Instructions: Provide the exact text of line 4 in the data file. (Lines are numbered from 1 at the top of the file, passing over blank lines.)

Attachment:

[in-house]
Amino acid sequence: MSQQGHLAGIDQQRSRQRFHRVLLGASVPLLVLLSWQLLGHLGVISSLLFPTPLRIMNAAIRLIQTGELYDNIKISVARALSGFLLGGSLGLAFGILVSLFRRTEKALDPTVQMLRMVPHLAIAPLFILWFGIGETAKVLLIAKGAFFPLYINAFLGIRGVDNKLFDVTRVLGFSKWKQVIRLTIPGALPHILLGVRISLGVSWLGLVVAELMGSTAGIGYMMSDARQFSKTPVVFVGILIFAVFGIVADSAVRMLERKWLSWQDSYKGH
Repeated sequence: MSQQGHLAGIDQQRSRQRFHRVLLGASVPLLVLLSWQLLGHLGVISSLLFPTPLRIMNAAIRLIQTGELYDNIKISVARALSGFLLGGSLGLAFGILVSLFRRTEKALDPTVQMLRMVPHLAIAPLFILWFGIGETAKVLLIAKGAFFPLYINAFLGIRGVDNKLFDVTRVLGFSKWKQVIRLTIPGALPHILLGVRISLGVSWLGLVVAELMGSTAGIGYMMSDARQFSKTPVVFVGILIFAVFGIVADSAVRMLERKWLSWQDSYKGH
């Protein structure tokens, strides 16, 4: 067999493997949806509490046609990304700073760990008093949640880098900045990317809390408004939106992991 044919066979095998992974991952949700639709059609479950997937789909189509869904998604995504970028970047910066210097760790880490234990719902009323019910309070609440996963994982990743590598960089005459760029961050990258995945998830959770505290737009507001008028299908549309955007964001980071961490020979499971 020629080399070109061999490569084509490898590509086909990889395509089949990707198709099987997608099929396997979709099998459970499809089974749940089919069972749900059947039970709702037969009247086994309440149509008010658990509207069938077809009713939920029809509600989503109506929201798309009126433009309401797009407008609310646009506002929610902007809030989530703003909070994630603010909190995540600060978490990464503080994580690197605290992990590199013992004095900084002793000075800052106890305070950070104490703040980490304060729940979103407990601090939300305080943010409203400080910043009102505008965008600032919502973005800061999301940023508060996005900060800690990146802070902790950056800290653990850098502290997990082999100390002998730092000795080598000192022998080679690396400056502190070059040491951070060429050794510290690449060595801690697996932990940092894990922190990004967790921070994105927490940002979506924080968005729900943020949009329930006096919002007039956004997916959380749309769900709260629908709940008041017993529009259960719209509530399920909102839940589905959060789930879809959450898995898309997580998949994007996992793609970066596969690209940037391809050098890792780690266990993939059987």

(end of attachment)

């Protein structure tokens, strides 16, 4: 067999493997949806509490046609990304700073760990008093949640880098900045990317809390408004939106992991 044919066979095998992974991952949700639709059609479950997937789909189509869904998604995504970028970047910066210097760790880490234990719902009323019910309070609440996963994982990743590598960089005459760029961050990258995945998830959770505290737009507001008028299908549309955007964001980071961490020979499971 020629080399070109061999490569084509490898590509086909990889395509089949990707198709099987997608099929396997979709099998459970499809089974749940089919069972749900059947039970709702037969009247086994309440149509008010658990509207069938077809009713939920029809509600989503109506929201798309009126433009309401797009407008609310646009506002929610902007809030989530703003909070994630603010909190995540600060978490990464503080994580690197605290992990590199013992004095900084002793000075800052106890305070950070104490703040980490304060729940979103407990601090939300305080943010409203400080910043009102505008965008600032919502973005800061999301940023508060996005900060800690990146802070902790950056800290653990850098502290997990082999100390002998730092000795080598000192022998080679690396400056502190070059040491951070060429050794510290690449060595801690697996932990940092894990922190990004967790921070994105927490940002979506924080968005729900943020949009329930006096919002007039956004997916959380749309769900709260629908709940008041017993529009259960719209509530399920909102839940589905959060789930879809959450898995898309997580998949994007996992793609970066596969690209940037391809050098890792780690266990993939059987």